Context:
A group of people is attempting to accomplish some task as effectively and efficiently as possible. The nature of the task is such that it is not immediately obvious who should do what or how the task should be structured. In order to increase efficiency and effectiveness, specific roles are being assigned to specific people or subteams. One person may be particularly good at directing the group process so that the best ideas are instantiated and the members of the group feel that they are being listened to and therefore they stay engaged.

Problem:
How can people organize their work in an effective and efficient manner?

Forces:
∑ Different people have different backgrounds, experiences and skills. Therefore, they have different beliefs about the best approach to the task at hand. ∑ Discussion and debate about the details of how the group should work may not converge or may take a large proportion of the time and resources allocated to the task itself. ∑ Some individuals in the group may have more expertise, experience, and skill at facilitating group processes.

Solution:
One person serves as a facilitator. The facilitatorís role is to help direct the group process in an efficient and effective manner. The facilitator does not force their own viewpoints about content on the group; rather the facilitatorís role is to control the process of the groupís work.

Techniques for Electronic Facilitation:


Challenges of Electronic Facilitation.

Trying to facilitate via asynchronous typing presents additional challenges. For instance, suppose you were in a face to face meeting and said:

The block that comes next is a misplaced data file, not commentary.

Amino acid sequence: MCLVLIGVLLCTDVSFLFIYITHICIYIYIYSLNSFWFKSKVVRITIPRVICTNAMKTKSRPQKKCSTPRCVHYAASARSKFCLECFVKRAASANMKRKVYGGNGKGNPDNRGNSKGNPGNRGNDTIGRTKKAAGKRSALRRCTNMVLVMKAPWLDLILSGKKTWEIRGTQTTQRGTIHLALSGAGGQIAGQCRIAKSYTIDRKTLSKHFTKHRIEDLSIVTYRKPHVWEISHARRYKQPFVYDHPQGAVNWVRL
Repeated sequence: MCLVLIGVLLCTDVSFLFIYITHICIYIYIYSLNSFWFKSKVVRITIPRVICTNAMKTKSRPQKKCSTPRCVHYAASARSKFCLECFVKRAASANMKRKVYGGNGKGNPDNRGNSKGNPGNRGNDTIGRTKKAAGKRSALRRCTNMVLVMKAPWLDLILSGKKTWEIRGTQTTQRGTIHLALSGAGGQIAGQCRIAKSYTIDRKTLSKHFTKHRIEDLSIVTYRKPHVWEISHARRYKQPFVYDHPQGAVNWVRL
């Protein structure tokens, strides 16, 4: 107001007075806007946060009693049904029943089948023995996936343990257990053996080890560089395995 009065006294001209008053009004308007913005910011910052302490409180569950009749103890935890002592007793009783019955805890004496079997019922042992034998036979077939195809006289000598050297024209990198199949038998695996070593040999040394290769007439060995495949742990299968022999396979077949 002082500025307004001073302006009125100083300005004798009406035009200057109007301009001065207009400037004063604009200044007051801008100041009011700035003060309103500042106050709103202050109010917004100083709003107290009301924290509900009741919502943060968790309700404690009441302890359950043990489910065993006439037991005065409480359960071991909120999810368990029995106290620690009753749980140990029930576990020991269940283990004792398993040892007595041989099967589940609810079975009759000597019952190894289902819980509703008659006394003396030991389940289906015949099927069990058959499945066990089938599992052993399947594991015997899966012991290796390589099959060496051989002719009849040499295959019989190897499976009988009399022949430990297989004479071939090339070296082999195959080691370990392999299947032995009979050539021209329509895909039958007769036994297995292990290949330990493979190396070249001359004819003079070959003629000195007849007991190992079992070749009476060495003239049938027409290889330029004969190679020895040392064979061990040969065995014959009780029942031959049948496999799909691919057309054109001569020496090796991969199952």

"Let's have some ideas on how to improve our company." You could do a lot to motivate the people with your body language and your tone of voice. But, on-line, the words themselves will have to do.

Suppose someone in the face to face meeting were to give you one idea and then you wanted to encourage others to add to that idea. You might say in an enthusiastic voice:

"Okay!!! Let's have some more ideas on how to improve our company."

Or, you could say the same words in a sarcastic tone of voice while rolling your eyes and shaking your head.

"Okay. Let's have some more ideas on how to improve our company."

That would pretty much discourage the person who gave the idea from further participation and may well scare off the others as well. On line is different because....

Tone of voice is not apparent. Facial expression is not apparent.

Worse than that, you might be THINKING the first intonation and people may be imagining in their heads that you said it with the second intonation.

It has been speculated that this may be one of the reasons e-mail can be so conducive to "flame wars." A person who write something is actually imagining one set of expressions and intonations while they write but the reader is imagining a totally different set of facial expressions and intonations.

Anyway, the point is, your words alone will need to convey your enthusiasm, emotions, motivations, etc.

Some General Techniques for Facilitators

These may evolve into Patterns in their own right, but for now, they are listed as suggestions. I'd be interested in the ideas of others on this topic as well.

The Use of Stories to Stimulate Discussion

One way to stimulate discussion is through the introduction of illustrative stories. You might "seed" a discussion with stories or encourage people to tell stories to illustrate their point. This helps move the discussion off of abstract generalities and arguments that have no resolution.

A: "Our managers are very unhelpful in career advice."
B: "No. That's not true. They are very helpful."
A: "Well, you're wrong. They are unhelpful."

Clearly, A and B have had different experiences. If you can get them to be more concrete and share their actual experiences, they, and the organization might learn something useful. Notice that even if you presented some relevant fact here; e.g., "Well, in 1999, we did a company wide survey and 87% of those surveyed said their managers were helpful" --- that isn't going to convince A.


Shaping and positive reinforcement